No. 18
Foreign Secretary Eden to the Secretary of State1


I fully share the desire, which you expressed in your message,2 to hasten as much as humanly possible the conclusion of the Treaty establishing the European Defence Community and the contractual agreements with the German Federal Republic. I am grateful to you for explaining so clearly the difficulties which further delay would cause for you with the United States Congress.

Her Majesty’s Government have just announced the proposed guarantee by the United Kingdom of the E.D.C. Treaty. Our decision to take this action has been warmly welcomed by the governments participating in the E.D.C. conference and should, I think, greatly help them in bringing their work to an early conclusion.

As regards the German contract, you will have heard that the three High Commissioners have been discussing the future programme with the German Federal Chancellor. These discussions suggest that the earliest date on which we could hope to have the various documents ready for signature would be between May 15th and 20th. Like you I wish it could be earlier. But there are still several important questions to be resolved. In particular, we must allow ourselves time to get the very important financial provisions fully agreed. Any attempt to set too early a date would result in disappointment, if a postponement becomes inevitable. It might [Page 31] also encourage the Germans to believe that we might be brought to accept some very general assurances only in the financial field and to leave over for later settlement the necessary concrete provisions such as the amounts to be allocated between the allied forces and the German contingents. It would not be possible for Her Majesty’s Government to agree to such an arrangement. I hope therefore that you will feel able to accept a date between May 15th and 20th as our target and that you will also agree that we should not commit ourselves publicly to any date until we can see our way rather more clearly, more especially on finance.

I agree with you that the German contract and the E.D.C. Treaty should be signed at about the same time since they are in effect two parts of the same settlement. I recognise that it might be more convenient if they could all be signed at the same place and I have considered your proposal of the Hague. This is a matter in which we shall have to take full account of the wishes of the other governments concerned. But it does not seem to me very appropriate that the German contract should be signed in the capital of a country which is not a party to it. It would also be well to mark the fact that Paris has been the centre for the negotiation of the E.D.C. Treaty. Moreover it is possible that we may have to have further tripartite and quadripartite meetings of Ministers before signature, in order to reach final agreement on the financial provisions of the contract, and these would have to take place in one of the capitals concerned, e.g. Paris. My own preference thus still is for signature of the E.D.C. Treaty in Paris and of the German contract in Bonn. I should have thought that the latter would have great psychological significance in Germany, a factor of real importance at a time when the Soviet Government are wooing German public opinion. I therefore feel that the advantages of separate signature in the two capitals outweigh the inconveniences to which you refer.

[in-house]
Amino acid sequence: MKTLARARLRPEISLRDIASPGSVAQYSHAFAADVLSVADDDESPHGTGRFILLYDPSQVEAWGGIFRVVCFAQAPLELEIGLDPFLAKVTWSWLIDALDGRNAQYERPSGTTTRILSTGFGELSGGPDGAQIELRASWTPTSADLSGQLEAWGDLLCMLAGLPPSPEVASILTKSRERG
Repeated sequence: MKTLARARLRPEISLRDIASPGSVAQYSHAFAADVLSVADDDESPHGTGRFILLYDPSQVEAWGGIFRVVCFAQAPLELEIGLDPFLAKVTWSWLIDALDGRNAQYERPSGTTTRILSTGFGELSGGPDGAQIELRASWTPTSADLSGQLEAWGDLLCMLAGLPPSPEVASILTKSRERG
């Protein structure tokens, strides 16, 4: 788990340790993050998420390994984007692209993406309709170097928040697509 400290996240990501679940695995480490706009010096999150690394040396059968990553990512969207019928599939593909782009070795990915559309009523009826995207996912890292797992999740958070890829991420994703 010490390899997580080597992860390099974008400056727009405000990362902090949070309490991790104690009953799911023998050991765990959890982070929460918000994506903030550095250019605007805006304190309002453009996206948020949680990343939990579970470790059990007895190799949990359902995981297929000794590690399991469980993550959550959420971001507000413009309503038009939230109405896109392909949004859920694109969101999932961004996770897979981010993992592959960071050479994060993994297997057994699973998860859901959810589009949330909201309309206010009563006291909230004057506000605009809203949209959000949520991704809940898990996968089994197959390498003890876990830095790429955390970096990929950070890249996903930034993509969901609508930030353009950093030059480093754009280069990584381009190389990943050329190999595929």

I have since heard that the Chancellor has informed Mr. McCloy that he is agreeable to signature of both instruments in the Hague.3 But I still think that there is much to be said for Paris and Bonn and that we should probably be well advised to arrange signature in these two capitals. I am thinking particularly of the [Page 32] future. Germany’s new participation with the West should surely be completed on German soil.

I am sending copies of this reply to the other recipients of your message.

  1. According to a note dated Apr. 18, attached to the source text, Eden’s message was delivered to the Department of State by an official of the British Embassy on Apr. 17. The note also states that the message had been seen by Bruce and Acheson. The source text bears the heading “Text of a message dated 16th April, 1952, to Mr. Acheson from Mr. Eden”.
  2. Transmitted in telegram 2523, Document 16.
  3. On Apr. 15 McCloy had also reported that Adenauer was willing to accept The Hague as the place for signing both the EDC and the contractuals. (Telegram 2379 from Bonn, Apr. 15, 662A.00/4–1552) The following day McCloy reported that the High Commissioners had met with Adenauer to discuss the timing for the signing of the EDC and the contractuals and that both Kirkpatrick and François-Poncet felt that May 20 was the earliest possible date. (Telegram 2391 from Bonn, Apr. 16, 662A.00/4–1652) Apparently these reports constitute Adenauer’s answer to Secretary Acheson’s message, since no formal reply has been found in Department of State files.